How streaming music could be harming the planet
Two professors at the University of Oslo have concluded that music streaming has had more of a negative impact on the environment than purchasing a physical product (such as a C.D).
The study was on the economic and environmental costs of the music industry since the 1970s
“Intuitively you might think that less physical product means far lower carbon emissions. Unfortunately, this is not the case,” Kyle Devine, an associate at the University of Oslo says.
Despite the decline in CDs, which has fallen 18.5 per cent since last year, the decline doesn’t offset the environmental cost of maintaining streaming services, such as YouTube, Spotify, Apple Music and Pandora.
As streaming services utilise large amounts of computing power, servers, storage and cloud capabilities, the increased power usage means more greenhouse gas emissions (GHGs).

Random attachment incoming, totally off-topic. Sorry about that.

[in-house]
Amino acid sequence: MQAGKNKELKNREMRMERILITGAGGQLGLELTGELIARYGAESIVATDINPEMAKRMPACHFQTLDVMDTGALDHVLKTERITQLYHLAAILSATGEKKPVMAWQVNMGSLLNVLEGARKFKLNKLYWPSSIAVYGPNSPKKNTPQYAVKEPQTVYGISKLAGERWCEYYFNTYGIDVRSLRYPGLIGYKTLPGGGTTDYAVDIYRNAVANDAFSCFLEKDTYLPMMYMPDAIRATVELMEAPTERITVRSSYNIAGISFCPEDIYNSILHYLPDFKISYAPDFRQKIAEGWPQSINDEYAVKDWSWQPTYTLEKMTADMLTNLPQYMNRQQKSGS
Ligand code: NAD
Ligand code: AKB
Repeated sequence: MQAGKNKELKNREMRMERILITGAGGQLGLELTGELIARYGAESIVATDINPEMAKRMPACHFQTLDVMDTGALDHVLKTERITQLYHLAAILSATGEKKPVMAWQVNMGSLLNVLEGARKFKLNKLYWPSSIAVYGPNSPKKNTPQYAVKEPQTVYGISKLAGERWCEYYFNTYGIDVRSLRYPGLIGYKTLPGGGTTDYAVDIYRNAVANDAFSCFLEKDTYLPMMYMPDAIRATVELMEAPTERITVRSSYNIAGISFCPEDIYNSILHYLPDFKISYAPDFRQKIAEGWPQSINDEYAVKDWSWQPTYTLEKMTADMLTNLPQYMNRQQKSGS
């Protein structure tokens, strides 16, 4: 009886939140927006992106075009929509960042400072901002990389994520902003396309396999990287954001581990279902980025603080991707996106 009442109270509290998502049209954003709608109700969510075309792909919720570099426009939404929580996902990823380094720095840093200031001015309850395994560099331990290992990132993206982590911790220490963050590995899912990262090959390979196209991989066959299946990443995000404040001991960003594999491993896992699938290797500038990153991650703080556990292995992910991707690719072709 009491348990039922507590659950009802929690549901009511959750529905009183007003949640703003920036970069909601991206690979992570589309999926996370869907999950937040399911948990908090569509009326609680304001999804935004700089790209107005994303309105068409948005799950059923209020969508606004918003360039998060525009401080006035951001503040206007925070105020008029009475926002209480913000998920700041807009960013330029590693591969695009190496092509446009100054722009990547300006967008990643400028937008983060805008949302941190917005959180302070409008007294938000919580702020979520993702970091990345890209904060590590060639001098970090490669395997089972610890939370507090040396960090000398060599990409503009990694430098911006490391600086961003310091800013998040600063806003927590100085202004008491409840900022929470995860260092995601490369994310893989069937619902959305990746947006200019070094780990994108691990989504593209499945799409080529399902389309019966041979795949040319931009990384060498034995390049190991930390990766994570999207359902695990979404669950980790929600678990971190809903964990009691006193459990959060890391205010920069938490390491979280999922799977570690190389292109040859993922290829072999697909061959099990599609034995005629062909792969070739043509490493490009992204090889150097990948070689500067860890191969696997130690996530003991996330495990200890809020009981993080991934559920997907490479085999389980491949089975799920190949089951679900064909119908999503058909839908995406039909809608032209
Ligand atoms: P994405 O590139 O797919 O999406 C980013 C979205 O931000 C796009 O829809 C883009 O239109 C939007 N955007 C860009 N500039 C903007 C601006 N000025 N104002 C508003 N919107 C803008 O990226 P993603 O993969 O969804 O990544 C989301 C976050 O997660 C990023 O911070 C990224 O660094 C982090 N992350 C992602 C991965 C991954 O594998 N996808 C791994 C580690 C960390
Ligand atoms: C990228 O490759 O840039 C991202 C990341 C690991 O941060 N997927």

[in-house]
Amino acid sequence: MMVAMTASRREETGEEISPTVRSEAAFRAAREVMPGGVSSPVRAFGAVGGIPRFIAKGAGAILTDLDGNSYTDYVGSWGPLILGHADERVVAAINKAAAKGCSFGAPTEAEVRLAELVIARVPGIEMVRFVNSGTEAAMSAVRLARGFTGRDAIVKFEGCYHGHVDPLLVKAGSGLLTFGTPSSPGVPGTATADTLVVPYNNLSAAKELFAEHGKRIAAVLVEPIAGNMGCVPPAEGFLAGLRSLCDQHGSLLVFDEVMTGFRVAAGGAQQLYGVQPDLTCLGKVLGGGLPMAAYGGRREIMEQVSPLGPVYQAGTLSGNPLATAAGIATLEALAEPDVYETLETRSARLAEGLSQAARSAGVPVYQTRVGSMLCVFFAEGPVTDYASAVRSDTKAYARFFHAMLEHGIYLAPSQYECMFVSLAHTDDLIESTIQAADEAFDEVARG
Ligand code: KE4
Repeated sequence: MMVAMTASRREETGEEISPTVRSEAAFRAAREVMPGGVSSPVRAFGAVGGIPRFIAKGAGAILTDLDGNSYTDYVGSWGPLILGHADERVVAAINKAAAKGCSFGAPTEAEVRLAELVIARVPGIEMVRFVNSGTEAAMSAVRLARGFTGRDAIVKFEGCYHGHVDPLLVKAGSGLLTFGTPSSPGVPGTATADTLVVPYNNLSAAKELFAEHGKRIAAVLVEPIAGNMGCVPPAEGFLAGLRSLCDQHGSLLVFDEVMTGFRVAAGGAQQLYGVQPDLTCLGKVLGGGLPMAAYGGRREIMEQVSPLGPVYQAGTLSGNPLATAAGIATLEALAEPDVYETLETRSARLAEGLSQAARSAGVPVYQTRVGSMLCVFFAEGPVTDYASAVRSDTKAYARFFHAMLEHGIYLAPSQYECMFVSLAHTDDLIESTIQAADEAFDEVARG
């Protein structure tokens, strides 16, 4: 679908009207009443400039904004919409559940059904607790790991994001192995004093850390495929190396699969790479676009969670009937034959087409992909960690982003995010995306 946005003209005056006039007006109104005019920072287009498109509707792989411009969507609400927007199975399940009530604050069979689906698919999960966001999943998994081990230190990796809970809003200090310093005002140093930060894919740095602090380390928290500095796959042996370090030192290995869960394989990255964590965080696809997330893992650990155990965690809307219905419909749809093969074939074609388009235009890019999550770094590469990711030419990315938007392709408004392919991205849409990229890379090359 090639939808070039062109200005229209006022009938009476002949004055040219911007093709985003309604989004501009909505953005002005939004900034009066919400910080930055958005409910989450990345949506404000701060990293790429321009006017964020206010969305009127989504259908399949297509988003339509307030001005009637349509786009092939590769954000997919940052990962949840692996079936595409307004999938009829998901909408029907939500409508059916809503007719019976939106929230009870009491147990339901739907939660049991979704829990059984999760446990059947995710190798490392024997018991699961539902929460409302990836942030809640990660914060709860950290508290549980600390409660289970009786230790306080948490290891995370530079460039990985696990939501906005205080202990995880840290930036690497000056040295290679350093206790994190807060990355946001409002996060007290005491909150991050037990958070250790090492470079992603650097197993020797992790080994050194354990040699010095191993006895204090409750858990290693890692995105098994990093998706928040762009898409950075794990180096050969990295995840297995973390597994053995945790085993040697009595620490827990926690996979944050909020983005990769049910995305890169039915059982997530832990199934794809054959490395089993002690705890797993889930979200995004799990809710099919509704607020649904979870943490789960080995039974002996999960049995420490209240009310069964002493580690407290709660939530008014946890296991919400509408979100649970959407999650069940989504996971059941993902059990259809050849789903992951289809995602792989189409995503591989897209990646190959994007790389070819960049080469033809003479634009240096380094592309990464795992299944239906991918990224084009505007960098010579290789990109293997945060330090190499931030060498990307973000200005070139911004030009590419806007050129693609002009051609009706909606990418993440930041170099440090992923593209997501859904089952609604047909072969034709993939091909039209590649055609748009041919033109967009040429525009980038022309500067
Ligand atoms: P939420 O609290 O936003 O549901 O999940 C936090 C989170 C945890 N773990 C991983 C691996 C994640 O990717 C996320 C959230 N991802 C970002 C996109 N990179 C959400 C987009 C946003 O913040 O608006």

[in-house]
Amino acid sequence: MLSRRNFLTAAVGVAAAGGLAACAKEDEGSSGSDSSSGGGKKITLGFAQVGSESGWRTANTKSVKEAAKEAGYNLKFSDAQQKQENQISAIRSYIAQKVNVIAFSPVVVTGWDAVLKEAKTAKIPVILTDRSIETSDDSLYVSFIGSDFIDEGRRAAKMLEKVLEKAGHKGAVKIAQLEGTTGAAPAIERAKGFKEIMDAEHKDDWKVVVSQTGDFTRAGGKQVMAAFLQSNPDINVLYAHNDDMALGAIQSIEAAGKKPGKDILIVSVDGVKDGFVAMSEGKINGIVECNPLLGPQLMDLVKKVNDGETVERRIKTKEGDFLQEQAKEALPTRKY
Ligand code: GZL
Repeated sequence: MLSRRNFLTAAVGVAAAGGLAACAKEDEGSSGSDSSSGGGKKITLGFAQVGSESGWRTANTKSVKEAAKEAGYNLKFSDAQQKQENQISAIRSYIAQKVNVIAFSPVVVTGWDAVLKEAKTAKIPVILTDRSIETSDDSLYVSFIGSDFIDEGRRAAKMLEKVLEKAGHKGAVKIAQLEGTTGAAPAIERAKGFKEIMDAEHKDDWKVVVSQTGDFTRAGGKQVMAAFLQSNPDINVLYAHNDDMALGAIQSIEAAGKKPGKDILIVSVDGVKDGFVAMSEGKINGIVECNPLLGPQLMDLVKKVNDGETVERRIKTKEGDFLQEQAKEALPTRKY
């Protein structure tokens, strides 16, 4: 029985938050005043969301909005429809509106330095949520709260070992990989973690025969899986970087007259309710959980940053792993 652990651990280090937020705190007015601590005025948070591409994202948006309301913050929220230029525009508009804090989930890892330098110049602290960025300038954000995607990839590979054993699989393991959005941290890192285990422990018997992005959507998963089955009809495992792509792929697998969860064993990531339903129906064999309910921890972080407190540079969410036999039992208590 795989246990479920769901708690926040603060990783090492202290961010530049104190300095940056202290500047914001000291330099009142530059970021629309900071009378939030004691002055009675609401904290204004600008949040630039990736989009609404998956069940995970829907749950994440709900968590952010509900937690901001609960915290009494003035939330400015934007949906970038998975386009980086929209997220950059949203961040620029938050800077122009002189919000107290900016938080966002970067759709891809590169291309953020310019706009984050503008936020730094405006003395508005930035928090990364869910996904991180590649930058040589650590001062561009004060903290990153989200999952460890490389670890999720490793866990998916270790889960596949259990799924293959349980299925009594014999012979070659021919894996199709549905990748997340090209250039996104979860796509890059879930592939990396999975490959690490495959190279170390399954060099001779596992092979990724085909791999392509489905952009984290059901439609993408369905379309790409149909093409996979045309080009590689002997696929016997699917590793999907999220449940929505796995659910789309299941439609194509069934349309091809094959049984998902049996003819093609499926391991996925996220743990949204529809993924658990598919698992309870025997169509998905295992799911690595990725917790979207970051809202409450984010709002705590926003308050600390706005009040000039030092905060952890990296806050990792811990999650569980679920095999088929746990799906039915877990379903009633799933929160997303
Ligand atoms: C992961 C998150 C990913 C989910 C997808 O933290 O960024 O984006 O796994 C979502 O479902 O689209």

Devine calculated that 140 million kilograms of GHGs were emitted in 1977, which was calculated by converting past plastic production to emissions.
Using the same formula, it was discovered that the recorded music industry emitted between 200 million and 350 million kg of GHGs in 2016.
Devine revealed to Express that he was surprised by the results.
“I am a bit surprised. The hidden environmental cost of music consumption is enormous.”
He reveals more in his book Decomposed: The Political Ecology of Music. A brief summary of the book reads:
“Today, recordings exist as data-based audio files. Devine describes the people who harvest and process these materials, from women and children in the Global South to scientists and industrialists in the Global North.
“He reminds us that vinyl records are oil products, and that the so-called vinyl revival is part of petrocapitalism.
“The supposed immateriality of music as data is belied by the energy required to power the internet and the devices required to access music online.
“We tend to think of the recordings we buy as finished products. Devine offers an essential backstory.”